• Everyone who plays a game throughout the season – Easy enough – if you run out with the seniors once throughout the year you get a medal.
  • Percentage of games played throughout the year – Only a handful from outside the 22 will play more than a third of the games all season. Under the current draw, players who play seven or more games should be eligible for a premiership medal. That would leave 30 players eligible for medals from the Dogs this season compared with 28 for the Swans.
  • Coach’s pick – Three extra medals given to the club with the senior coach deciding who receives the medals.
  • Long service – Any player who has played more than 75% of games for a club in the last five years and is still on the senior list receives a medal.

Not all of those options are perfect. I’m certain that a few of those would cause animosity for any player who was to just miss out.

Then there are the staff of any professional sporting organisation. Coaches, media, marketing, finance, fan engagement, customer service, the list goes on. Every employee of a football club deserves recognition for their effort throughout the season. A great way to set them apart would be to give non-players championship rings instead of medals.

The AFL often wax lyrical about how the sport is the ultimate team game. It’s time for them to face the fact that they need to reward entire organisations for Grand Final glory, not just the men who are lucky enough to be selected on the day..

Bye week no issue

One of the biggest talking points of the 2016 AFL season was the decision to schedule a bye week between the home-and-away season and the finals. 

Two games and percentage was all that separated first and seventh on the AFL ladder after 23 rounds of football. The smallest gap between first and seventh outside of that this decade? Three games. With the numbers showing that this has been the tightest season in years, should it be any surprise that the Bulldogs have come from seventh to be within four quarters of ending a 55-year drought? No.afl1stpreliminaryfinalgwsvwesternbulldogsepte0p-vqsdl

That’s not the directive being taken by members of the AFL and some media personalities, however. According to Gil Mclachlan, without the bye the Bulldogs would not be where they are, with Mclachlan claiming that the bye enabled them to field a stronger squad throughout their finals campaign.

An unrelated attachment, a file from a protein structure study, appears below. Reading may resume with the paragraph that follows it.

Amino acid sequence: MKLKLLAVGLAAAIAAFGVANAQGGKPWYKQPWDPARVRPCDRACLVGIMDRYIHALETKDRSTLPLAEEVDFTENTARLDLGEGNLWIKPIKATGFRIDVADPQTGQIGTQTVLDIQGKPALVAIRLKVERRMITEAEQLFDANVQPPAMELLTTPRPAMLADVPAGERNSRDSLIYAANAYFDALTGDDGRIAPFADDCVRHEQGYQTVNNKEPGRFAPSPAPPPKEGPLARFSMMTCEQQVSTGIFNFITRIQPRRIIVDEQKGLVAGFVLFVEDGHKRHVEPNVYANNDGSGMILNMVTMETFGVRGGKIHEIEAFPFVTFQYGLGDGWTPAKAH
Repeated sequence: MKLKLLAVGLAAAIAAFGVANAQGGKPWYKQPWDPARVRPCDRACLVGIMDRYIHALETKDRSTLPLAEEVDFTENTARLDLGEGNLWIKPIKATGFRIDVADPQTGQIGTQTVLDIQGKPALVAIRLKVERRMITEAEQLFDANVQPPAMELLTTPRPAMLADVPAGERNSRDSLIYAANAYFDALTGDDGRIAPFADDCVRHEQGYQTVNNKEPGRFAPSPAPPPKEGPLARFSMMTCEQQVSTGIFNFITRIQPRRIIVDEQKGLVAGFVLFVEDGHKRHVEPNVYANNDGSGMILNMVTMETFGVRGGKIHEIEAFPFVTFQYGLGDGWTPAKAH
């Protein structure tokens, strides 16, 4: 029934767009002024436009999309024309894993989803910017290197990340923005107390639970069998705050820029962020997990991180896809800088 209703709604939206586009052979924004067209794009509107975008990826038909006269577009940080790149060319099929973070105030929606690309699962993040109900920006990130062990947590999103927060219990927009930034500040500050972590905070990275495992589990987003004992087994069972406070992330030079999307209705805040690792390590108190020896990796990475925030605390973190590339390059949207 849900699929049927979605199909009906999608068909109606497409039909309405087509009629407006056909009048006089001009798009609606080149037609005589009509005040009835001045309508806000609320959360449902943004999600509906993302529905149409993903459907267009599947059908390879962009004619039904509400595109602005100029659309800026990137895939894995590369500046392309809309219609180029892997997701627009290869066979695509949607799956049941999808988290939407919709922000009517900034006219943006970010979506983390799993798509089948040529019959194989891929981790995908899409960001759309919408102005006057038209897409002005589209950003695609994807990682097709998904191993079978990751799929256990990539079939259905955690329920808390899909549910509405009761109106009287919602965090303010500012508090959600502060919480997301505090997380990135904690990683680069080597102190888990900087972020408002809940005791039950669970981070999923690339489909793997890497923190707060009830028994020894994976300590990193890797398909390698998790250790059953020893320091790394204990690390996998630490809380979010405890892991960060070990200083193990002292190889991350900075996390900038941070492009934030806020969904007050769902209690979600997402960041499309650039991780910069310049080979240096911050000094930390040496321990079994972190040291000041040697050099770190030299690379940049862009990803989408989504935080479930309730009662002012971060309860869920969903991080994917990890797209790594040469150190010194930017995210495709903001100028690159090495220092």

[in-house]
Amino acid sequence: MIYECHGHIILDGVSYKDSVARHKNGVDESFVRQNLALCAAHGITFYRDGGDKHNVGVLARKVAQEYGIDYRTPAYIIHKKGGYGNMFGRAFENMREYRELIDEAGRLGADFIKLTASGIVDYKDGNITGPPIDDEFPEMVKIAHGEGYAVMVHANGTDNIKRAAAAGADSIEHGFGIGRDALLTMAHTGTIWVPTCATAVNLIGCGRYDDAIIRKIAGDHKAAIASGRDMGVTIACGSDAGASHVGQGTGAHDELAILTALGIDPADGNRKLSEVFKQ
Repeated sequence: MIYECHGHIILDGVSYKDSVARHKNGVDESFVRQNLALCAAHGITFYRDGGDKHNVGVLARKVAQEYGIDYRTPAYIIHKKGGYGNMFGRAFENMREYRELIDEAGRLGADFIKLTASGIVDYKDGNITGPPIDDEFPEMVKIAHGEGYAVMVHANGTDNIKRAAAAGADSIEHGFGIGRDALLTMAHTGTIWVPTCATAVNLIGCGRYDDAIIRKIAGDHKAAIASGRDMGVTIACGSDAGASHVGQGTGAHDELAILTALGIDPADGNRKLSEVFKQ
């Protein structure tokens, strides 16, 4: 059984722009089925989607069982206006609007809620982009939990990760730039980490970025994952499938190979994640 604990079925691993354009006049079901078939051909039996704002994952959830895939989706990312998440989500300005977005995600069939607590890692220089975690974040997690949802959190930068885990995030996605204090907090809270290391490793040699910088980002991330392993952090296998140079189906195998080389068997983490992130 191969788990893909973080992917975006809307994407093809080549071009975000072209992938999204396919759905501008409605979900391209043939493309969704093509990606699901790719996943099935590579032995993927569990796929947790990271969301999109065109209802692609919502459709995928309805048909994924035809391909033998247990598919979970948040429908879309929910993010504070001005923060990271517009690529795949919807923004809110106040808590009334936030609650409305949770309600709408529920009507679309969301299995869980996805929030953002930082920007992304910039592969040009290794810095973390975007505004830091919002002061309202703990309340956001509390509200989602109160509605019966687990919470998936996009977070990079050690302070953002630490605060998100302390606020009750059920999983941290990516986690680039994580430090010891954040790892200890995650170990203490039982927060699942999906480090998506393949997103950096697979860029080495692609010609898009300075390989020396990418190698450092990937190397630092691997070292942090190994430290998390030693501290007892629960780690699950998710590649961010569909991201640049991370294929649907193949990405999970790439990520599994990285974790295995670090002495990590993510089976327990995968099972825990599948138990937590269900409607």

He may well be right, but every club was afforded that right with the week off, so it becomes irrelevant. Furthermore Mclachlan suggested that both the Giants and Cats were a victim of the bye week. To anyone who watched both games it was clear they were a victim of being outplayed on the day of their Preliminary Final.

The losses of the Giants and Cats on the weekend mark the only occasion since 2000 (when the current finals format started) where both Qualifying Final winners lost their Preliminary Final. Perhaps rather than looking at the results of two games, look at the unpredictability in the 23 rounds that preceded what has become one of the most talked about finals series in a decade. That’s why the Swans and Dogs are gracing the MCG on Saturday afternoon – because they got through every hurdle that was placed in their way.

A cynic (not me personally, but I’m sure we could find five or ten thousand) would suggest that Gil and others are upset because the Grand Final isn’t the marquee Greater Western Sydney V Sydney or Greater Western Sydney V Geelong game that many pundits had mentioned throughout the year.  On the balance of play across the weekend, the two teams who deserve to be there are.

There was talk on 1116 SEN  this morning that the AFL have broken something by implementing the bye week. There were many skeptics when it was announced (myself included), yet looking at the quality of football that has continued throughout the season I think it has been a great addition to the year.

Roll on Saturday.

The AFL are missing the mar(quee)

Marquee games. There is nothing better in sport – apparently. 

Easter Monday is a great day for sport, the Stawell Gift is beamed to televisions around Australia, which gives me a chance to reminisce about the times spent growing up in not only such a great town, but the time I spent at Central Park watching the Redlegs train and play. The fact a close personal friend has won at Stawell has added to the love I have the place.

Marquee game? If you say so AFL.

Marquee game? If you say so AFL.

Forgive me, I’m getting off topic.

The AFL have also decided that Easter Monday means that fans need to have another Hawthorn and Geelong clash rammed down their throat every year, a decision based on the fact that the sides have had a few great Grand Final clashes across the years.

Monday was a great game, but let’s face facts. This game is only great while these two teams are and begs the question of what is going to happen when these teams fall off the radar?

Let’s take a look at the marquee games the AFL have thrust upon us (again) this year and see if they are worthy of the spots they are given:

  • Richmond V Carlton – Season opener. Two historically successful clubs who have both struggled to make an impact this millennium. Marquee rating – 2/5.